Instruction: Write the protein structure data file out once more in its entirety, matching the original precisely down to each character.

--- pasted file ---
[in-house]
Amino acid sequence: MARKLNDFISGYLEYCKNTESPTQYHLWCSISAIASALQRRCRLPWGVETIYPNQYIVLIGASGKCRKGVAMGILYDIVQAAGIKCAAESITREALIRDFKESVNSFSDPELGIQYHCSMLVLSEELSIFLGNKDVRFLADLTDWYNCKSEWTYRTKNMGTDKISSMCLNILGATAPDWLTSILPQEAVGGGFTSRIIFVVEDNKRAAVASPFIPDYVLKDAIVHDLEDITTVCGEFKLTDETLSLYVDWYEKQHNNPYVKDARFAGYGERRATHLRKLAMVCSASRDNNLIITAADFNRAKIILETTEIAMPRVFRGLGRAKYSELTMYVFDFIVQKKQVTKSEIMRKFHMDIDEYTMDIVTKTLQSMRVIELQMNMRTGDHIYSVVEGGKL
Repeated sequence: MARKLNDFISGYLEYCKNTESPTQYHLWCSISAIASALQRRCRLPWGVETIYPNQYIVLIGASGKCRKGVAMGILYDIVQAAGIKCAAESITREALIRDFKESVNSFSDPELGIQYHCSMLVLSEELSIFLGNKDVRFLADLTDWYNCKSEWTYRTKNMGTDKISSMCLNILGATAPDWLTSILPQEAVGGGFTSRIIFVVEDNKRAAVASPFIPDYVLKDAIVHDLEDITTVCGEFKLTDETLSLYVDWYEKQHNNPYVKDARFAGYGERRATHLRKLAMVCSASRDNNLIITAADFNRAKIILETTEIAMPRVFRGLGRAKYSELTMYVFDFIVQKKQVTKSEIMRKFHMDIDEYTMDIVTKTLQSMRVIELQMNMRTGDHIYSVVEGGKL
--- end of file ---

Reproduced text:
[in-house]
Amino acid sequence: MARKLNDFISGYLEYCKNTESPTQYHLWCSISAIASALQRRCRLPWGVETIYPNQYIVLIGASGKCRKGVAMGILYDIVQAAGIKCAAESITREALIRDFKESVNSFSDPELGIQYHCSMLVLSEELSIFLGNKDVRFLADLTDWYNCKSEWTYRTKNMGTDKISSMCLNILGATAPDWLTSILPQEAVGGGFTSRIIFVVEDNKRAAVASPFIPDYVLKDAIVHDLEDITTVCGEFKLTDETLSLYVDWYEKQHNNPYVKDARFAGYGERRATHLRKLAMVCSASRDNNLIITAADFNRAKIILETTEIAMPRVFRGLGRAKYSELTMYVFDFIVQKKQVTKSEIMRKFHMDIDEYTMDIVTKTLQSMRVIELQMNMRTGDHIYSVVEGGKL
Repeated sequence: MARKLNDFISGYLEYCKNTESPTQYHLWCSISAIASALQRRCRLPWGVETIYPNQYIVLIGASGKCRKGVAMGILYDIVQAAGIKCAAESITREALIRDFKESVNSFSDPELGIQYHCSMLVLSEELSIFLGNKDVRFLADLTDWYNCKSEWTYRTKNMGTDKISSMCLNILGATAPDWLTSILPQEAVGGGFTSRIIFVVEDNKRAAVASPFIPDYVLKDAIVHDLEDITTVCGEFKLTDETLSLYVDWYEKQHNNPYVKDARFAGYGERRATHLRKLAMVCSASRDNNLIITAADFNRAKIILETTEIAMPRVFRGLGRAKYSELTMYVFDFIVQKKQVTKSEIMRKFHMDIDEYTMDIVTKTLQSMRVIELQMNMRTGDHIYSVVEGGKL